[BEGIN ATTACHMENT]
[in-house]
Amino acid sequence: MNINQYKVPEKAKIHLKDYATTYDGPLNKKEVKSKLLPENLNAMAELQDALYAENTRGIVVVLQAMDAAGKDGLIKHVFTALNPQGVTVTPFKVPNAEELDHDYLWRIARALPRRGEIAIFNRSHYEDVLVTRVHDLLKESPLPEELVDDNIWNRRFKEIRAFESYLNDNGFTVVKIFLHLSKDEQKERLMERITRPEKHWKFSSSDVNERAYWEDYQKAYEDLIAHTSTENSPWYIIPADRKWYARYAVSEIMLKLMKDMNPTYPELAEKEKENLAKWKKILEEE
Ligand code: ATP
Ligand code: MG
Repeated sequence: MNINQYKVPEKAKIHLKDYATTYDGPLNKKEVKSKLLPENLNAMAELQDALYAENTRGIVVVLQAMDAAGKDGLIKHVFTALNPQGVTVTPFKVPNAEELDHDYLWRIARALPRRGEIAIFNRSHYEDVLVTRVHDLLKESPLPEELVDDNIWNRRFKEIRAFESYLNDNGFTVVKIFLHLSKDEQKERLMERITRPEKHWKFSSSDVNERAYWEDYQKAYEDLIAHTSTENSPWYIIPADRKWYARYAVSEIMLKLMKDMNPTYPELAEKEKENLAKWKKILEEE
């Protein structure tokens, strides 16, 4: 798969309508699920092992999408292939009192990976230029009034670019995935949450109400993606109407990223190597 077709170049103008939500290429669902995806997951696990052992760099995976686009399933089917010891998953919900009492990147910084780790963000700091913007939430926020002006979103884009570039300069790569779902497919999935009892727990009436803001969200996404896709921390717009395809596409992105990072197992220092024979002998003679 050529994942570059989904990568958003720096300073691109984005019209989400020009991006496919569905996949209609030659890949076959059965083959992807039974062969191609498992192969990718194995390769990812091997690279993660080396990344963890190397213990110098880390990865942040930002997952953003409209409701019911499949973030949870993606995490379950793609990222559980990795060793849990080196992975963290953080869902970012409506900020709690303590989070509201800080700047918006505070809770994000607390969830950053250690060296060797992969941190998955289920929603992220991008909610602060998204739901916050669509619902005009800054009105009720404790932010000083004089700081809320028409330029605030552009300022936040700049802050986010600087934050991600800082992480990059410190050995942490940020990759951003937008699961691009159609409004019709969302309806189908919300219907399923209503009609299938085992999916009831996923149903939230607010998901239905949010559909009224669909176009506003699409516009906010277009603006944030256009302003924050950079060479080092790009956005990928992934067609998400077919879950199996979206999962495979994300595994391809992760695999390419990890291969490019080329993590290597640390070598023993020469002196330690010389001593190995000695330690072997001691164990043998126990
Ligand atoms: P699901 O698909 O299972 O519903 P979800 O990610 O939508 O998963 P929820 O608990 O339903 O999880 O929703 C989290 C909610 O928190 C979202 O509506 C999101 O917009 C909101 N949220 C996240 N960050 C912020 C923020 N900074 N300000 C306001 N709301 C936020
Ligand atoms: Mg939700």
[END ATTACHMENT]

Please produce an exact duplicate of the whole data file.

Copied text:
[in-house]
Amino acid sequence: MNINQYKVPEKAKIHLKDYATTYDGPLNKKEVKSKLLPENLNAMAELQDALYAENTRGIVVVLQAMDAAGKDGLIKHVFTALNPQGVTVTPFKVPNAEELDHDYLWRIARALPRRGEIAIFNRSHYEDVLVTRVHDLLKESPLPEELVDDNIWNRRFKEIRAFESYLNDNGFTVVKIFLHLSKDEQKERLMERITRPEKHWKFSSSDVNERAYWEDYQKAYEDLIAHTSTENSPWYIIPADRKWYARYAVSEIMLKLMKDMNPTYPELAEKEKENLAKWKKILEEE
Ligand code: ATP
Ligand code: MG
Repeated sequence: MNINQYKVPEKAKIHLKDYATTYDGPLNKKEVKSKLLPENLNAMAELQDALYAENTRGIVVVLQAMDAAGKDGLIKHVFTALNPQGVTVTPFKVPNAEELDHDYLWRIARALPRRGEIAIFNRSHYEDVLVTRVHDLLKESPLPEELVDDNIWNRRFKEIRAFESYLNDNGFTVVKIFLHLSKDEQKERLMERITRPEKHWKFSSSDVNERAYWEDYQKAYEDLIAHTSTENSPWYIIPADRKWYARYAVSEIMLKLMKDMNPTYPELAEKEKENLAKWKKILEEE
């Protein structure tokens, strides 16, 4: 798969309508699920092992999408292939009192990976230029009034670019995935949450109400993606109407990223190597 077709170049103008939500290429669902995806997951696990052992760099995976686009399933089917010891998953919900009492990147910084780790963000700091913007939430926020002006979103884009570039300069790569779902497919999935009892727990009436803001969200996404896709921390717009395809596409992105990072197992220092024979002998003679 050529994942570059989904990568958003720096300073691109984005019209989400020009991006496919569905996949209609030659890949076959059965083959992807039974062969191609498992192969990718194995390769990812091997690279993660080396990344963890190397213990110098880390990865942040930002997952953003409209409701019911499949973030949870993606995490379950793609990222559980990795060793849990080196992975963290953080869902970012409506900020709690303590989070509201800080700047918006505070809770994000607390969830950053250690060296060797992969941190998955289920929603992220991008909610602060998204739901916050669509619902005009800054009105009720404790932010000083004089700081809320028409330029605030552009300022936040700049802050986010600087934050991600800082992480990059410190050995942490940020990759951003937008699961691009159609409004019709969302309806189908919300219907399923209503009609299938085992999916009831996923149903939230607010998901239905949010559909009224669909176009506003699409516009906010277009603006944030256009302003924050950079060479080092790009956005990928992934067609998400077919879950199996979206999962495979994300595994391809992760695999390419990890291969490019080329993590290597640390070598023993020469002196330690010389001593190995000695330690072997001691164990043998126990
Ligand atoms: P699901 O698909 O299972 O519903 P979800 O990610 O939508 O998963 P929820 O608990 O339903 O999880 O929703 C989290 C909610 O928190 C979202 O509506 C999101 O917009 C909101 N949220 C996240 N960050 C912020 C923020 N900074 N300000 C306001 N709301 C936020
Ligand atoms: Mg939700």